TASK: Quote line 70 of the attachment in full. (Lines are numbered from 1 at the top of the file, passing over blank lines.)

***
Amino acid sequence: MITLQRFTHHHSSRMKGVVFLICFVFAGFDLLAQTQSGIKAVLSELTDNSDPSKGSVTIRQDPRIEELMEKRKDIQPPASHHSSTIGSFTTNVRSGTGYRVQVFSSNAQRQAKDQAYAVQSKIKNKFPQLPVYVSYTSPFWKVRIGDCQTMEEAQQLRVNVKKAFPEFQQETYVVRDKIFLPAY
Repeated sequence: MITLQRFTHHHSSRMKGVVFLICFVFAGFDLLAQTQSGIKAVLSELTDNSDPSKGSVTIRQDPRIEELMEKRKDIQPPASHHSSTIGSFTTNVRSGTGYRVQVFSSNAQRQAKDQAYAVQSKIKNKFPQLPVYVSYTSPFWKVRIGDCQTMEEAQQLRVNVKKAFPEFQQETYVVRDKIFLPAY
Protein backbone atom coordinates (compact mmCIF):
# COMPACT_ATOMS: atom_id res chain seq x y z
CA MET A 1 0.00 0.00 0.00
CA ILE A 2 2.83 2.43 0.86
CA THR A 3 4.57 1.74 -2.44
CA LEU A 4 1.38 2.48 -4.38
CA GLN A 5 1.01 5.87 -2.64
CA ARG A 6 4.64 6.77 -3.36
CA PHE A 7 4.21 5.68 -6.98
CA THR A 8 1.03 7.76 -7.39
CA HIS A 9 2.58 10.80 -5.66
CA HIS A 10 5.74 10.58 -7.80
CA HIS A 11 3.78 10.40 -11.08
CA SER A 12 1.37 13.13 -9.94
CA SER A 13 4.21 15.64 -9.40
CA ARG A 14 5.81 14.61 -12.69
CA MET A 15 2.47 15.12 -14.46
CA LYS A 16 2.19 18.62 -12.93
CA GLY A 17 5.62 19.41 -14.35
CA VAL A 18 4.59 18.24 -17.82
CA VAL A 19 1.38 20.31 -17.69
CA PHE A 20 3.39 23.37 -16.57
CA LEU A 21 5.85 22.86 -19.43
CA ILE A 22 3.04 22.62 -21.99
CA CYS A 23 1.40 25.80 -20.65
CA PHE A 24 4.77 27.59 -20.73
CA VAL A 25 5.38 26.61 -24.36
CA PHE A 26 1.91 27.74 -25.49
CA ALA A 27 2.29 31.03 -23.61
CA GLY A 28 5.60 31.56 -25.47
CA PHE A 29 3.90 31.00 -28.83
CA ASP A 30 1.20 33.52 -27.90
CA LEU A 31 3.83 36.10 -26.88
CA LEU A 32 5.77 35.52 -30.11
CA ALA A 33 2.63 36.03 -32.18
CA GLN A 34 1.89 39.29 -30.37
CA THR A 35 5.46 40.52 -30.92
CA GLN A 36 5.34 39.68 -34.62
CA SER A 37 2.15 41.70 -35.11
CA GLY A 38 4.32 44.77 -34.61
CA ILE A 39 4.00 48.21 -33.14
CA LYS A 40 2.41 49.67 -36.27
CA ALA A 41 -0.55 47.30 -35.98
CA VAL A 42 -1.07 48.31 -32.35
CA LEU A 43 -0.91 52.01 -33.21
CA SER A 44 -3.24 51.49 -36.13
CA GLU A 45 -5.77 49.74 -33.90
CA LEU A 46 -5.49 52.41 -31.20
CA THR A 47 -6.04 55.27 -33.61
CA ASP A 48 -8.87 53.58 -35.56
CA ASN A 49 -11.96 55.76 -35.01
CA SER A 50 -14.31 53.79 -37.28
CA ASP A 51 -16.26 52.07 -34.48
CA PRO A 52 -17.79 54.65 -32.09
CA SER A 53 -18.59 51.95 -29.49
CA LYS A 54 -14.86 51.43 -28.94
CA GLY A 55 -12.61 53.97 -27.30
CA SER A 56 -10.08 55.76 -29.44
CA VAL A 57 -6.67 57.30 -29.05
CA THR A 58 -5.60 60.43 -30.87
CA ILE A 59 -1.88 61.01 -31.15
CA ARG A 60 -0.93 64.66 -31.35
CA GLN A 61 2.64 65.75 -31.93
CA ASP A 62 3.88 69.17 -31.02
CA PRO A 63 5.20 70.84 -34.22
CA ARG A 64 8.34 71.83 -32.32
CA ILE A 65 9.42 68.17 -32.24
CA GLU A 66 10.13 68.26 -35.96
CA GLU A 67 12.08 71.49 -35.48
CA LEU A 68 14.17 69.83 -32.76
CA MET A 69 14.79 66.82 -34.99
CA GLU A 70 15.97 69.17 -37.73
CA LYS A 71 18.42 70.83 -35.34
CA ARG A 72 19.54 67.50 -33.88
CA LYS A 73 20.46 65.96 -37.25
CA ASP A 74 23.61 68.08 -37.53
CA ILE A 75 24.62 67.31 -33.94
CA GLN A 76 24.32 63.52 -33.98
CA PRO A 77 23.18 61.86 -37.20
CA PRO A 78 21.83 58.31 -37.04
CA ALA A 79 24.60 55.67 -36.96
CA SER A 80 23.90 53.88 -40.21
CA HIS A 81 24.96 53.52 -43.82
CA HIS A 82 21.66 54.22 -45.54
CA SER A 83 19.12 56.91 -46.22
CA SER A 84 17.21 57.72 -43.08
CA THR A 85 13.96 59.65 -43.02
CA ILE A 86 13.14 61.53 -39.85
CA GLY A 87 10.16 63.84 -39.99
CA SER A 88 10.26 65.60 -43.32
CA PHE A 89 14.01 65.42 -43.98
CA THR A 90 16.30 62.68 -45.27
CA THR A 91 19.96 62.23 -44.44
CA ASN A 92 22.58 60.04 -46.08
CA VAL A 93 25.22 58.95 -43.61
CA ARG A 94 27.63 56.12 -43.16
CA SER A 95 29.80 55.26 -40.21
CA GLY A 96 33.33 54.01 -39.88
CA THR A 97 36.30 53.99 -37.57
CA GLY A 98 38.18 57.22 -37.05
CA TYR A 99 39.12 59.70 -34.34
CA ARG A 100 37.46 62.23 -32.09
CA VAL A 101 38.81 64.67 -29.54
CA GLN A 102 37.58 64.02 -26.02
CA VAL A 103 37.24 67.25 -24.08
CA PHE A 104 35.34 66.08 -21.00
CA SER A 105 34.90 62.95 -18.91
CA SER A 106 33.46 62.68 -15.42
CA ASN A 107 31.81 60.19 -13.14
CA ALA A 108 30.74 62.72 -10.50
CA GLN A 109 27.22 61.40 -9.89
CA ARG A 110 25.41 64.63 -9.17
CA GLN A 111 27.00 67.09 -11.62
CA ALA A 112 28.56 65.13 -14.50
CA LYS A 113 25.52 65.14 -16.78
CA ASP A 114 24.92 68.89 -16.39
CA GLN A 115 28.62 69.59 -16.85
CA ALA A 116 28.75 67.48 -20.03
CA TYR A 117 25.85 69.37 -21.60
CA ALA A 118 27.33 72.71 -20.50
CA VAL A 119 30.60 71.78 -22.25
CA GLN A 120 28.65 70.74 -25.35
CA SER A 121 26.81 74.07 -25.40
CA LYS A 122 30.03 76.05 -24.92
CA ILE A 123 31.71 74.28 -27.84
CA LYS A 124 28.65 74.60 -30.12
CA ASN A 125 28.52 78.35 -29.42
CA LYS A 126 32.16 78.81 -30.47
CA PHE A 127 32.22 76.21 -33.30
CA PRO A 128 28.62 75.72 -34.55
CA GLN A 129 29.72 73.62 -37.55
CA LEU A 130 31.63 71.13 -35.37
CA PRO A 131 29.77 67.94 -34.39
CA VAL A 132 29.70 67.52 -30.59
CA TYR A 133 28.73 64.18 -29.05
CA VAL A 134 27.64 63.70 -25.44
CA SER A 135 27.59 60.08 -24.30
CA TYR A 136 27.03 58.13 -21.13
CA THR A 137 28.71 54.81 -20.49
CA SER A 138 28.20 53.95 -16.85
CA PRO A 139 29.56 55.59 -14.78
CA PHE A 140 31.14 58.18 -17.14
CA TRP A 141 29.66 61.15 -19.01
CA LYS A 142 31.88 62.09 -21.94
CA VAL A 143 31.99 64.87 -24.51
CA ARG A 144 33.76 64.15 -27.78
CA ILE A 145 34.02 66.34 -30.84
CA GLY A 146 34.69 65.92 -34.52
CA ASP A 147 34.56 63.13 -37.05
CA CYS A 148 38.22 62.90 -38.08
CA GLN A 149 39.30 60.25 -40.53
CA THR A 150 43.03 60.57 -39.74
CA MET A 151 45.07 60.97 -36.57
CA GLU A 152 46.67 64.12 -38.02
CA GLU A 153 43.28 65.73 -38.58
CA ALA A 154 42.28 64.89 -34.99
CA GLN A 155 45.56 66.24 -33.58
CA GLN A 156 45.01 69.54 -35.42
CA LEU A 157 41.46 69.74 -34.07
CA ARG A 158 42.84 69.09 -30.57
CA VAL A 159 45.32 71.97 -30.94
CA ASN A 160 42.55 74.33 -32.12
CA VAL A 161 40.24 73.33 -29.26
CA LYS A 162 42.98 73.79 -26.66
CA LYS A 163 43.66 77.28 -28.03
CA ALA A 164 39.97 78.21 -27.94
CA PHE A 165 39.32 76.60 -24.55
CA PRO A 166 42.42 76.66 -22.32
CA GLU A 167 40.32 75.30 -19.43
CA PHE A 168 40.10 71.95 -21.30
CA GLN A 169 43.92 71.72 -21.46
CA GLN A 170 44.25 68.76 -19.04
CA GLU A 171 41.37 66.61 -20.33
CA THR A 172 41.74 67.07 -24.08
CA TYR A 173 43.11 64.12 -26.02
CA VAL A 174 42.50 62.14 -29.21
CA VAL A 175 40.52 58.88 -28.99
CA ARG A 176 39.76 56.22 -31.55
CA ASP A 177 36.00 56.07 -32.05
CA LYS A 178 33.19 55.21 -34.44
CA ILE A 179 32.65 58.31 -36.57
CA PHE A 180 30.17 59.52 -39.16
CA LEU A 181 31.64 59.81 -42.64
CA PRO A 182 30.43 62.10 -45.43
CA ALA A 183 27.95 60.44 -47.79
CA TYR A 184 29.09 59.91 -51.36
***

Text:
CA GLU A 66 10.13 68.26 -35.96